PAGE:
3 LP - SKH 25-T/1-3 - (p) 1973

3 CD - 8.35022 ZB - (c) 1984

Johann Sebastian Bach (1685-1750)

Weihnachtsoratorium, BWV 248

1. Teil - "Jauchzet, frohlochet! auf preiser die Tage", BWV 248, I

27' 32" A
Solo: Sopran, Alto, Tenor, Baß - Chor

Tromba I/II/III (Naturtrompeten in D), Timpani; Flauto Traverso I/II; Oboe I/II, Oboe d'amore I/II; Streicher; Continuo (Fagotto, Violoncello, Violone, Organo)

2. Teil - "Und es waren Hirten in derselben Gegend", BWV 248, II

27' 18" B
Solo: Soprano, Alt, Tenor, Baß - Chor

Flauto Traverso I/II; Oboe d'amore I/II, Oboe da caccia I/II; Streicher; Continuo (Violoncello, Violone, Organo)

3. Teil - "Herrscher des Himmels, erhöre das Lallen", BWV 248, III

23' 50" C
Solo: Soprano, Alto, Tenor, Baß - Chor

Tromba I/II/III (Naturtrompeten in D), Timpani; Flauto Traverso I/II; Oboe I/II; Streicher; Continuo (Fagotto, Violoncello, Violone, Organo)

4. Teil - "Fallt mit Danken, fallt mit Loben", BWV 248, IV

24' 46" D
Solo: Sopran, Tenor, Baß - Chor

Corno da caccia I/II (Naturhörner in F); Oboe I/II; Streicher; Continuo (Fagotto, Violoncello, Violone, Organo)

5. Teil - "Ehre sei dir, Gott, gesungen", BWV 248, V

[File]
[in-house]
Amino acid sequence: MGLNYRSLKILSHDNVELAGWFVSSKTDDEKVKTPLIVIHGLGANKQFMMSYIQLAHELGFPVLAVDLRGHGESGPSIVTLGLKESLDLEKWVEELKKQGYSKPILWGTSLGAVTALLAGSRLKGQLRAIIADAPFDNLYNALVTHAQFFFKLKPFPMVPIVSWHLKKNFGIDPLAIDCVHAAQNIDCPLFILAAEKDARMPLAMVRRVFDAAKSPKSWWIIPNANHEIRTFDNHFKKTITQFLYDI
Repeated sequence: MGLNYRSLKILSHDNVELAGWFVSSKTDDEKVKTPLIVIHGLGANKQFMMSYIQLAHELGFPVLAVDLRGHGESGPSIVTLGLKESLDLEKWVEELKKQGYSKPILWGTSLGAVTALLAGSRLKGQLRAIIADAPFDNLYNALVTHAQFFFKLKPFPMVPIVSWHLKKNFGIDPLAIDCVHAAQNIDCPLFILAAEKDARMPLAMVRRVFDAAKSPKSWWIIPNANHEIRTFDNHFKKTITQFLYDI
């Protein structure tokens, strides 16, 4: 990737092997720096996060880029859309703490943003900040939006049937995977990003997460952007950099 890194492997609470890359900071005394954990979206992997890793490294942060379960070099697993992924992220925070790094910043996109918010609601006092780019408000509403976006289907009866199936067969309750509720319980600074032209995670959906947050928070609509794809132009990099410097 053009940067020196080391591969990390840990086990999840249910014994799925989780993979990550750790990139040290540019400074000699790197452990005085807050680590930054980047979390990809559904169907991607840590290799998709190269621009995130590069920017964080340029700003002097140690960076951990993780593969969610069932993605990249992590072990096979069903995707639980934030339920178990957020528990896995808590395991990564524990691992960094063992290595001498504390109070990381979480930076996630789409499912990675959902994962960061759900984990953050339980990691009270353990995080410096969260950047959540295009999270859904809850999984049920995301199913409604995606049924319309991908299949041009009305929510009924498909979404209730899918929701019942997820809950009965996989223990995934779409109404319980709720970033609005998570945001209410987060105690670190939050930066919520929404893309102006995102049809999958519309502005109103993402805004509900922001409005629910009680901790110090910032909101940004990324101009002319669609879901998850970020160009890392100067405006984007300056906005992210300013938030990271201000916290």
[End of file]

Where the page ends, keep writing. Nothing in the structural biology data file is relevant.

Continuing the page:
24' 10" E
Solo: Soprano, Alto, Tenor, Baß - Chor

Oboe d'amore I/II; Streicher; Continuo (Fagotto, Violoncello, Violone, Organo)

6. Teil - "Herr, wenn die stolzen Feinde schnaufen", BWV 248, VI
25' 43" F
Solo: Soprano, Alto, Tenor, Baß - Chor

Tromba I/II/III (Naturtrompeten in D), Timpani; Oboe I/II; Oboe d'amore I/II; Streicher; Continuo (Fagotto, Violoncello, Violone, Organo)

Solist der Wiener Sängerknaben, Sopran

Paul Esswood, Alt

Kurt Equiluz, Tenor

Siegmund Nimsgern, Baß

Wiener Sängerknaben - Chorus Viennensis
(Hans Gillesberger, Leitung)

CONCENTUS MUSICUS WIEN (mit Originalinstrumenten)

- Josef Spindler, Naturtrompete - Karl Gruber, Oboe da caccia
- Richard Rudolf, Naturtrompete - Alice Harnoncourt, Zink
- Hermann Schober, Naturtrompete - Walter Pfeiffer, Violine
- Kurt Hammer, Pauken
- Peter Schoberwalter, Violine
- Othmar Berger, Naturhörn - Wilhelm Mergl, Violine
- Hermann Rohrer, Naturhörn - Josef de Sordi, Oboe, Violine
- Leopold Stastny, Querflöte - Kurt Theiner, Viola
- Gottfried Hechtl, Querflöte - Milan Turkovic, Fagott
- Jürg Schaeftlein, Oboe, Oboe d'amore - Nikolaus Harnoncourt, Violoncello
- Paul Hailperin, Oboe, Oboe d'amore - Eduard Hruza, Violone
- Alfred Hertel, Oboe da caccia - Herbert Tachezi, Orgel

Nikolaus Harnoncourt, Gesamtleitung
Luogo e data di registrazione
Palais Rasumowsky, Vienna (Austria) - 1972
Registrazione live / studio
Producer / Engineer
Prima Edizione CD
Teldec "Das Alte Werk" - 8.35022 ZB - (3 cd) - 55' 58" + 48' 34" + 49' 54" - (c) 1984
Prima Edizione LP
Telefunken "Das Alte Werk" - SKH 25-T/1-3 - (3 lp) - 55' 58" + 48' 34" + 49' 54" - (p) 1973

Bach's Oboe da Caccia and its Reconstruction